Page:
While not as good as previous Dresden adventures Cold Days is a welcome return to Harry's universe. It's always nice to visit with Harry and his friends. He always manages to find himself in the most precarious of situations. And even though it's no surprise that he always gets out of trouble it's still nice to see how he accomplishes it.
Written by neurosurgeon who contracted a very rare form of E Coli that shut down his brain for seven days. During that time, he experienced other worlds that seemed more real to him than this world. He writes about what he saw in very methodical and unemotional terms, subjecting his visions to a very scientific approach. This experience changed his whole worldview from a pragmatic verifiable scientific methodology to a certainty that the human spirit can experience something beyond what can be seen and that even though evil exists, love will eventually triumph. I think even the most skeptical person should read this book.
This is a fantastic experience of Mexican American culture and the richness and differences it presents. Antonio shares his many "growing up" experiences and dificulties with Ultima, an old curandera (healer) who has insight, influence and wisdom.
When I finished this book, I just sat back and said "Wow." That pretty much sums up the entire novel. What an amazingly beautiful and sad love story, not only between Isabelle and Robert, but also the friendship between Dorrie and Isabelle. This is definitely a book I will be recommending!
The most recent in the October Daye series, Ashes of Honor was incredibly difficult to put down. Like all of the books in the series, McGuire keeps the action going with a mixture of faerie mythology and mystery with Shakespeare references thrown in. A great read for fans of urban fantasy with an awesome heroine. I also loved that the author includes a pronunciation guide at the beginning of each book.
Peg Kehert told you in her own words what it was like to be a child with polio. She writes how deadly and dangerous polio was in 1949. It was heartfelt and she made friends along her hard journey. I think that kids and adults should read this book.
Even though I loved this book and wanted to eat it up as quickly as possible, I tried to take it slow, absorbing as much as I could. It is packed full of fascinating facts about happiness, and examples of how she improved her life through big and small changes. It inspired me to start my own small happiness project, tracking it daily as she and Benjamin Franklin did.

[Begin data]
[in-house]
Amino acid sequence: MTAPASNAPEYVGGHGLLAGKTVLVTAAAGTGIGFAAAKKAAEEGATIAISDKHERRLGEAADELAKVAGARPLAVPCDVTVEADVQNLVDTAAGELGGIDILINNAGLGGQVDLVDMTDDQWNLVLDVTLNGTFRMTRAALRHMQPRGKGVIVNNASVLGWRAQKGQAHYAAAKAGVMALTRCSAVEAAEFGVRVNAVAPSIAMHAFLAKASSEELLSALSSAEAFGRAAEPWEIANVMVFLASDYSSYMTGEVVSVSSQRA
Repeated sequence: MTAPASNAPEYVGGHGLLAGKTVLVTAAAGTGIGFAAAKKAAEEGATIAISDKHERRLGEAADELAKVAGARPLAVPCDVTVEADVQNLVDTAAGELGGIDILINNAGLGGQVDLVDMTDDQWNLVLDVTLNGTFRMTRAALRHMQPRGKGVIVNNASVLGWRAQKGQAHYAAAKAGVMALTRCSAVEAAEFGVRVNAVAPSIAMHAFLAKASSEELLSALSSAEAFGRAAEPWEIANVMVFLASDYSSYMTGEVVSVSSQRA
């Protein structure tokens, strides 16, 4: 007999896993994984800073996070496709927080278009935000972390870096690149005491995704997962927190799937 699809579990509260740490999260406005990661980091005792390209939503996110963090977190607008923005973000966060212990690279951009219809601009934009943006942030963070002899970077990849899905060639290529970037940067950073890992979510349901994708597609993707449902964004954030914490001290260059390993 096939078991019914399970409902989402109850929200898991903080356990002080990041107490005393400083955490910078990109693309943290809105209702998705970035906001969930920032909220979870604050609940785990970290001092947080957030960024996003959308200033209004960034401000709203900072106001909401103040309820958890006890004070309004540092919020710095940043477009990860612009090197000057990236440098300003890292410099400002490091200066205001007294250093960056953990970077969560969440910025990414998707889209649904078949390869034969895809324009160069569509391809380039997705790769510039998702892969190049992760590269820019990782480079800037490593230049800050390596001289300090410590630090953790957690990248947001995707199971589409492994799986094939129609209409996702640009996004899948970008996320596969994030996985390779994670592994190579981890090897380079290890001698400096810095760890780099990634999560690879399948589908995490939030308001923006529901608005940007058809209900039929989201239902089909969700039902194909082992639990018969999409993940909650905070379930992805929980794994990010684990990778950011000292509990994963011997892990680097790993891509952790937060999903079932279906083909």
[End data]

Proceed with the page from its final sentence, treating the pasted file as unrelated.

One of my favorite bits is her four stages of reveling in a moment of
+ anticipate with pleasure,
+ savor the moment as I experience it,
+ express my happiness to myself or others, and reflect on a happy memory.
It is amazing how just a few people with the right attitude were able to change a city, a county, and impact the entire country for the better. This is a good, and real life story by a man who was in the battle of good vs bad, and the good won in Stamford, CT in this battle that went into the 1980's.
"The Compound Effect is the principle of reaping huge rewards from a series of small, smart choices. These small, seemingly insignificant steps completed consistently over time will create a radical difference." Darren Hardy does an excellent job in outlining the steps to success. He provides examples that make the concepts very clear as well as recommended action steps in order to help you make right choices and develop the habits and behaviors that will lead to success.
This book offers a interesting look into the terrifying world that young Americans encountered during WWII warfare. The story is told from a 18 year old small-town Iowa farm boy who is sent to combat in France. Fear quickly consumes George's world as he reacts to the unimaginable devastation around him. I immediately became intrigued with George's situation making it hard to put this novel down. The book is a short but powerful read, and there is much to be said about its honest look at the harrowing realities that people, turned soldiers, experience during wartime.